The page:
MP SPEAKS In a recently released Organisation for Economic Co-operation and Development (OECD) rankings in Science and Math, which is the most comprehensive study to date, the top 5 places were all taken by Asian countries, namely Singapore (1st), Hong Kong (2nd), South Korea (3rd), Japan and Taiwan (joint 4th).
Meanwhile, Malaysia finds itself being ranked 52 out of 76 countries.
In Southeast Asia, Malaysia is ranked below not just Singapore but also Vietnam (12th) and Thailand (47th).
Malaysia is also ranked below Ukraine (38th), Turkey (41st), UAE (45th) and Kazakhstan (49th).
The full details of this study will only be released at next week’s World Education Forum 2015 meeting in Seoul, Korea where the UN, led by UNESCO, will deliberate and decide on the post-2015 education agenda to replace the targets and objectives set out in the Millennium Development Goals (MDGs).
But the initial findings should send a strong message to our education ministers that we are far from being anywhere close to a "world class" education system at the primary, secondary or tertiary levels.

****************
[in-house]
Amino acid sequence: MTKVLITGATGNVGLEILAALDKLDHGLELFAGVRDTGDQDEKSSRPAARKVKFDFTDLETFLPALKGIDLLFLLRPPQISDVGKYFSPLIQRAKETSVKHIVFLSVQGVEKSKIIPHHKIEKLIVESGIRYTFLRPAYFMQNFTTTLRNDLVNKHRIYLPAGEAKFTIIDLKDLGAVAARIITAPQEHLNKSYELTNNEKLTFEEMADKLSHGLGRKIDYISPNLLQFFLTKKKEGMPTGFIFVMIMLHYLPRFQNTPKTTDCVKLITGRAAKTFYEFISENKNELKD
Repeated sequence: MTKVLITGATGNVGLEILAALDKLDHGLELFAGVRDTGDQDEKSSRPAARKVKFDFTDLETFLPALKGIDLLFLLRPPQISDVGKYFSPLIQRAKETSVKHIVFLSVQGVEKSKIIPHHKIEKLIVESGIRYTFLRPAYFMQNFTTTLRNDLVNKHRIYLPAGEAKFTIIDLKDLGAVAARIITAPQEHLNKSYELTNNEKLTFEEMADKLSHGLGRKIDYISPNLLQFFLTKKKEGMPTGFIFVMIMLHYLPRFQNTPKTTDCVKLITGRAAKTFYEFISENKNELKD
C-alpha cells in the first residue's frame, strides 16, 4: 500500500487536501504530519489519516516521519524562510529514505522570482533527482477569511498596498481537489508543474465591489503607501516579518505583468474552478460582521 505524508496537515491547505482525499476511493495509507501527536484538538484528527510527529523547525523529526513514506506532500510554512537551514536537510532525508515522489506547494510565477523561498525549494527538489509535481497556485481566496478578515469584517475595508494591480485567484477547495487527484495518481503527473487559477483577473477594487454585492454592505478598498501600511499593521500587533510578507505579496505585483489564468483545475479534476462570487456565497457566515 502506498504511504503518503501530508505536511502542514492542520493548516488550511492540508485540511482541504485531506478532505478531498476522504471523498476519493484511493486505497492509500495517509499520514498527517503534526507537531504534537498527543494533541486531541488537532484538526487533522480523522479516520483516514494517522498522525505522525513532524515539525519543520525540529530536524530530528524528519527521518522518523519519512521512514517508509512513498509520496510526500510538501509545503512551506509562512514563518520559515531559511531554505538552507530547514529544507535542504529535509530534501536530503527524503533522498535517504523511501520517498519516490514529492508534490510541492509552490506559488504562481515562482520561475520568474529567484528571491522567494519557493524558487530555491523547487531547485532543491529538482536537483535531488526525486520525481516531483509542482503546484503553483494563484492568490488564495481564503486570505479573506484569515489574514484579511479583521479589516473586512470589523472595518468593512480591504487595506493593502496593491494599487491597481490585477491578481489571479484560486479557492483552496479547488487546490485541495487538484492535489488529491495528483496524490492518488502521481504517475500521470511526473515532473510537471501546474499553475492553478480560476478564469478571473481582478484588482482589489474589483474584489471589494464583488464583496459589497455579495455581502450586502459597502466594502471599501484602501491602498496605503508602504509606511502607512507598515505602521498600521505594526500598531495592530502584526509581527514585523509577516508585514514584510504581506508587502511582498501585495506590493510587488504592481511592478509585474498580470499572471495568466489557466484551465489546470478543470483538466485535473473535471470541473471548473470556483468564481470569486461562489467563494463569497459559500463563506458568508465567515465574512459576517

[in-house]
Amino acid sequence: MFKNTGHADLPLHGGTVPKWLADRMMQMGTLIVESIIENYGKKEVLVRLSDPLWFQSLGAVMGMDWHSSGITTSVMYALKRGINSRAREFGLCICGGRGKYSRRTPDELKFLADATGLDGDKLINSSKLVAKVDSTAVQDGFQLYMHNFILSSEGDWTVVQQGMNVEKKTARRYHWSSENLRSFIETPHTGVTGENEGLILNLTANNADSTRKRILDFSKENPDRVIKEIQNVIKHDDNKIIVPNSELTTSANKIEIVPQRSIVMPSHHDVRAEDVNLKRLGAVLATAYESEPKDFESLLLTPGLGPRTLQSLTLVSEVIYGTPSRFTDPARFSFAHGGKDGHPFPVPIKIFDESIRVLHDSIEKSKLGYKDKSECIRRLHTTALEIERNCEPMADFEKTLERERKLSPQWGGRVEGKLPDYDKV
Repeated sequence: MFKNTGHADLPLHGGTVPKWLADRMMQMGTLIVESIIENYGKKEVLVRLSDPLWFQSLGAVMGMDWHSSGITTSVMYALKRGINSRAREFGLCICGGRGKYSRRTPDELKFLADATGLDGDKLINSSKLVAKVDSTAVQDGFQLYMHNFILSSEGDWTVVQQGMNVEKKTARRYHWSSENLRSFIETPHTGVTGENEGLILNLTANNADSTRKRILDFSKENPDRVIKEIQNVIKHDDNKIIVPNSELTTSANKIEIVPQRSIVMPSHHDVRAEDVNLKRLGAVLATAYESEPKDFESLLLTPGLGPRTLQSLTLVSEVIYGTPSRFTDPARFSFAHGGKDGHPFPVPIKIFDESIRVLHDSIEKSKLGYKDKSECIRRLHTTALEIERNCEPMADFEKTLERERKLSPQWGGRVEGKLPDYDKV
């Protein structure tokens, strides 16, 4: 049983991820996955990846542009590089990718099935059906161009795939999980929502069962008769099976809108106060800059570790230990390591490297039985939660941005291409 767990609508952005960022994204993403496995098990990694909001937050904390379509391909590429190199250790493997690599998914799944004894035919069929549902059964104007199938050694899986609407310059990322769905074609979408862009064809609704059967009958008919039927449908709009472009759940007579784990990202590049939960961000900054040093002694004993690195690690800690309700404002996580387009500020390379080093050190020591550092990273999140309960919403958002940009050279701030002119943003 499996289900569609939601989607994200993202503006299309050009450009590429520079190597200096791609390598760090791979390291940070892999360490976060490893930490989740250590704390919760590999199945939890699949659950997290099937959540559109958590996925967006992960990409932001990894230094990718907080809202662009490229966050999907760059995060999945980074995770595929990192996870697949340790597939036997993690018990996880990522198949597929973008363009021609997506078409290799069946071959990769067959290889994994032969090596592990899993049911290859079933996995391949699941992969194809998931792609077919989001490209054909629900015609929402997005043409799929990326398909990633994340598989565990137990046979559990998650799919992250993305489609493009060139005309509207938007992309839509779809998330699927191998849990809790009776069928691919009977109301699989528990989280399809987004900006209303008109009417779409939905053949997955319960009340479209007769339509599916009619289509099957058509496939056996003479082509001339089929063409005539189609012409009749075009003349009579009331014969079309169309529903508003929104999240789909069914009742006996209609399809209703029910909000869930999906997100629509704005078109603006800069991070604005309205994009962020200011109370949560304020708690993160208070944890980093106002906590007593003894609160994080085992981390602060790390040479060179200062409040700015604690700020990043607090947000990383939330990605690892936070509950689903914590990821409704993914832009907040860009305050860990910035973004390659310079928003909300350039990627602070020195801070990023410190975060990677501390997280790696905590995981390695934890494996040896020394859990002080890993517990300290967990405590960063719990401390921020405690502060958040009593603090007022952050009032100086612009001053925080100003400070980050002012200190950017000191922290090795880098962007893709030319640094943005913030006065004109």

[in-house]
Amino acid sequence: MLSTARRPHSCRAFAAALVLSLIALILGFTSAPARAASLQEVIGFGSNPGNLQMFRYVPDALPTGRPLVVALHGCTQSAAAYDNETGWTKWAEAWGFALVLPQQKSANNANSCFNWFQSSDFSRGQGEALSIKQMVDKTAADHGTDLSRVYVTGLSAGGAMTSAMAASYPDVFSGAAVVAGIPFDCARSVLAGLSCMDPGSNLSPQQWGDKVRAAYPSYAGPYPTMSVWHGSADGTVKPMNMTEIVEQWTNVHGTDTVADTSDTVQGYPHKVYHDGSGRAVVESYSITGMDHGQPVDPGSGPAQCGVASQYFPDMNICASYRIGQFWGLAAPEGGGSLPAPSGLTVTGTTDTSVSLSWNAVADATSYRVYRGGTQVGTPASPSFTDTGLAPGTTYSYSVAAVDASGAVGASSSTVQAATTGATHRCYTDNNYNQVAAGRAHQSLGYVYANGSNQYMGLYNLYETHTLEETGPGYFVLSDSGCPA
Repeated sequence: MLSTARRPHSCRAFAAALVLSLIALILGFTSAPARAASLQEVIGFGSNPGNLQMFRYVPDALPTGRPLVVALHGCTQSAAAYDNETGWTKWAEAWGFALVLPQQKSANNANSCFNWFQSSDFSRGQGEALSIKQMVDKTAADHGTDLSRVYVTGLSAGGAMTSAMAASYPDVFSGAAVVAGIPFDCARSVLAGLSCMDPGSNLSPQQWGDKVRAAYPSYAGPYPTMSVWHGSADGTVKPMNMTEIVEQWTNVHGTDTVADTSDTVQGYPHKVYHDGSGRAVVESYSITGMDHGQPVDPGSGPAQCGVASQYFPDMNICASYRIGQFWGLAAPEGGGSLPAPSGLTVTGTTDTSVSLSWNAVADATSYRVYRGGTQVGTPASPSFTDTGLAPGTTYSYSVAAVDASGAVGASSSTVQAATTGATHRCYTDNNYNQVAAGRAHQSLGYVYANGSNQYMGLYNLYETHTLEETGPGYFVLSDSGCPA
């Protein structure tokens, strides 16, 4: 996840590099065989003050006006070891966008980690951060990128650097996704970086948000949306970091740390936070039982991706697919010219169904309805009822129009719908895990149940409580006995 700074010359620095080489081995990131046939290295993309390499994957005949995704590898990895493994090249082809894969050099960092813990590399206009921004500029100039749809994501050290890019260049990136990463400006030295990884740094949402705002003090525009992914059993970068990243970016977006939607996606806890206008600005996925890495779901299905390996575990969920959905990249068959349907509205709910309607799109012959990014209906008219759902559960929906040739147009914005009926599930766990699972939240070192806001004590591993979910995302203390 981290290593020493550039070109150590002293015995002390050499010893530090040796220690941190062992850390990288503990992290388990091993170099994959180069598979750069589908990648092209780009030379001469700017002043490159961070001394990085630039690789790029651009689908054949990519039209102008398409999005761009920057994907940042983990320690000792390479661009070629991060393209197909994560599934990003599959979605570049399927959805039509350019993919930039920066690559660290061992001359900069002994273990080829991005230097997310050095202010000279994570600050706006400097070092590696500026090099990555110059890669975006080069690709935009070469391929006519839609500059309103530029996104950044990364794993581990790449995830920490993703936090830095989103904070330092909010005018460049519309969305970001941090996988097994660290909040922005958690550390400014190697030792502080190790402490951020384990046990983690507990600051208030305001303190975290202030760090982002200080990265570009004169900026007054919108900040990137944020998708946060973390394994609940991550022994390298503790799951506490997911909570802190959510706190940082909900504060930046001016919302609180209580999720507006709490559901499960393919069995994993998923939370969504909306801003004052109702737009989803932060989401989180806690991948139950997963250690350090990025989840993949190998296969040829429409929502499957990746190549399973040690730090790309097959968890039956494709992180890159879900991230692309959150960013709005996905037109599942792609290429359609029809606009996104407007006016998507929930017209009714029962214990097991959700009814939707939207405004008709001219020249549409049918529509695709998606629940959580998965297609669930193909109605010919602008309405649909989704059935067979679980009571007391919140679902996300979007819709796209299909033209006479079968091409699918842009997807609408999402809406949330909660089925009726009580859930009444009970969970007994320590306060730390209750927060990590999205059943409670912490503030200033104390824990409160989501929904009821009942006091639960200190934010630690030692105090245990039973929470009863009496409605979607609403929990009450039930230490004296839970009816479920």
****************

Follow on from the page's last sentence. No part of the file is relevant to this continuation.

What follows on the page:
The fact that our ministers still insist that we have a "world class" education system, in the face of overwhelming evidence stating otherwise, shows that we are still not acknowledging the full extent of the educational challenges we are facing.
Lesson from Sweden
The lesson of Sweden should be a lesson to our ministers.
Sweden used to have one of the better education systems among OECD countries but experienced a sharp decline in its PISA and TIMSS scores from 2000 onwards.
This decline prompted the Swedish government to ask OECD to review its education system in 2014.
In this latest OECD rankings, Sweden came in at the 35th position, one of the lowest ranked OECD countries.
In the case of Malaysia, if our policymakers do not acknowledge the weaknesses in our current education system, we may even fall further behind our Asian neighbours and continue to lose out in terms of our economic competitiveness.
ONG KIAN MING is MP for Serdang.